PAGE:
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Blood shortage continues as extreme weather cancels donation events nationwide

Vitalant will host nearly 300 donation events across New Mexico between now and October 7th

Santa Fe, NM – For the last 18 months, hospitals around the country have struggled with a shortage of donated blood due to the COVID-19 pandemic. During this period, researchers estimate the health crisis has caused blood donations to decline by anywhere from 30% to 70% in most developed nations, while U.S. hospitals have seen a significant rise in demand for surgeries that require blood products. And in recent months, a series of hurricanes, large-scale wildfires, and other extreme weather have forced blood donation groups to cancel hundreds of additional donations events, though these disasters make the need for blood products even more urgent.

To that end, the New Mexico Department of Health (DOH) and the Department Homeland Security and Emergency Management (DHSEM) continue to partner with Vitalant to raise awareness of the critical need for blood donors and highlight donation events across the state. Between now and October 7th, Vitalant will host nearly 300 donation events across New Mexico (see attached list).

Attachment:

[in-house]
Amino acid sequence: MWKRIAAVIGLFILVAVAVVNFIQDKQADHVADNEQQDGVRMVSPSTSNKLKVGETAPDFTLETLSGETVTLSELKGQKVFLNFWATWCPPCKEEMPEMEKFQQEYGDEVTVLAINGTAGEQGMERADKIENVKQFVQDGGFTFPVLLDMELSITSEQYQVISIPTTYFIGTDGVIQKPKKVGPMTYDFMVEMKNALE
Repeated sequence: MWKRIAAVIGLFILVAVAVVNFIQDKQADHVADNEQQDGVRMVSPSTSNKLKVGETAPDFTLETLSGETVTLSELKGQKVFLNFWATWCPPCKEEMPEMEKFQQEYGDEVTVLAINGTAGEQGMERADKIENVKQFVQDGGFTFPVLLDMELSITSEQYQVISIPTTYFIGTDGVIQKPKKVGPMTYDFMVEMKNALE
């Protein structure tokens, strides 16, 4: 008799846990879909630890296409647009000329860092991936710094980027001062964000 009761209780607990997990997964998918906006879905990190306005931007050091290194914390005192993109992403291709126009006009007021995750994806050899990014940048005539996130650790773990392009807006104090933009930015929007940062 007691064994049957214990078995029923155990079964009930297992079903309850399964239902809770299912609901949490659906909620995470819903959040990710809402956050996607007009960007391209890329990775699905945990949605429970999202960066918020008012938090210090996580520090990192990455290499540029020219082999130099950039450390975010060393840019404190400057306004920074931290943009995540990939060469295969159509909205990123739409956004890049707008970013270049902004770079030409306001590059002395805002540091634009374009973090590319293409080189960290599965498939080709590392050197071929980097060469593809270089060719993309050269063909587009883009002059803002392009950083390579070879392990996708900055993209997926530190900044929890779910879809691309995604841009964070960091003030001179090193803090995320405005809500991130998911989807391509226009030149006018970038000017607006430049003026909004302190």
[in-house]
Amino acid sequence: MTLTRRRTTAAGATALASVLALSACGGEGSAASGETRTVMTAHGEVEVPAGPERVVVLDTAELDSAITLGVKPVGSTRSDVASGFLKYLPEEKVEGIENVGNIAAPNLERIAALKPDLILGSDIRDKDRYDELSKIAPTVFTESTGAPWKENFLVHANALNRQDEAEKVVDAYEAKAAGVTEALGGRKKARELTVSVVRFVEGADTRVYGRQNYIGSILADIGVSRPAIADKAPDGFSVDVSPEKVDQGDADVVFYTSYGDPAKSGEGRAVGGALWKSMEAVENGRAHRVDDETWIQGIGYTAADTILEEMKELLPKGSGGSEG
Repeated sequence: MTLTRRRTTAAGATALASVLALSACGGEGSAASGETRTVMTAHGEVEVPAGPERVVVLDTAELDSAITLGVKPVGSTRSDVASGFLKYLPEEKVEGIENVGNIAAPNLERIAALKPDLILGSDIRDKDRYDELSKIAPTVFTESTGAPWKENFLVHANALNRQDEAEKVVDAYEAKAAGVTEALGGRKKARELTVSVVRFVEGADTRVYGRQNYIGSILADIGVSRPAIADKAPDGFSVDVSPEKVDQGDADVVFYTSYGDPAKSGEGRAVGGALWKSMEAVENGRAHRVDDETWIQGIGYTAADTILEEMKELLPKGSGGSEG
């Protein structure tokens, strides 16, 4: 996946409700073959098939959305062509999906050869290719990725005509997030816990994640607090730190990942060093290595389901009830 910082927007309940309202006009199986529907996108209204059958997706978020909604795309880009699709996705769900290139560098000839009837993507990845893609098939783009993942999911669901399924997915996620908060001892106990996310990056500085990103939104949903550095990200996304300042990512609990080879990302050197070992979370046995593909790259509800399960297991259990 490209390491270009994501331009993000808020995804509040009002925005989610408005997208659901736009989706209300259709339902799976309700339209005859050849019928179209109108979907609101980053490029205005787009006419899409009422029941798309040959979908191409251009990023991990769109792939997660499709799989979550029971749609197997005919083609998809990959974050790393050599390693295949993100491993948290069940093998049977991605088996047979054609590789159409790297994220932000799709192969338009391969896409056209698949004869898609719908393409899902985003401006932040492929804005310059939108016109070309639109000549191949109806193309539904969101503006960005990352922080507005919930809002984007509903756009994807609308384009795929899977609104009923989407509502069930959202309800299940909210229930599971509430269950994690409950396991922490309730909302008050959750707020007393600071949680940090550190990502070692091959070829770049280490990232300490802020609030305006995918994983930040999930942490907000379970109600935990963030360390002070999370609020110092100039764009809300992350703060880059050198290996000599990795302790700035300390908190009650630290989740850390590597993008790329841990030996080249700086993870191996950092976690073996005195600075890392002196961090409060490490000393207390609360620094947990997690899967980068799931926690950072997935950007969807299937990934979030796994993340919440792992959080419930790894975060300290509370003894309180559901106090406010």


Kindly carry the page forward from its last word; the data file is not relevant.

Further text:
To learn more and to schedule an appointment, please visit vitalant.org or call 877-25-VITAL (877-258-4825) or the local number at 505-246-1457. Residents can also click here to access Vitalant’s donations portal, where you can search for donation events based on
your zip code.

“The need for Type 0 blood is especially urgent,” said a spokesperson for Vitalant. “Type 0 is the most transfused blood type, and O Negative is what emergency room personnel reach for when there isn’t time to determine a patient’s blood type.”

COVID-Safe Practices
Since the beginning of the pandemic, the U.S. Surgeon General and Federal Emergency
Management Agency have designated blood donation as an essential activity. And to ensure
the safety of donors, patients, and staff, Vitalant donation centers and blood drives have
consistently observed rigorous precautions, including:
• Taking donors’ temperatures upon check-in
• Requiring face masks for both donors and staff
• Disinfecting donor-touched areas after every donation
• Practicing social distancing

“Working in emergency management, one of my first thoughts when I see a major disaster
is that I hope and pray that local hospitals have all the supplies they need to perform livesaving operations,” said DHSEM spokesperson Brian Sayler. “No amount of time and money can replace our supply of donated blood – the victims of these disasters rely on all of us to donate when we can.”

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DHSEM works to protect the people of New Mexico and the nation through a comprehensive and coordinated program of mitigating hazards, preparing for emergencies, preventing attacks, and recovering from disasters.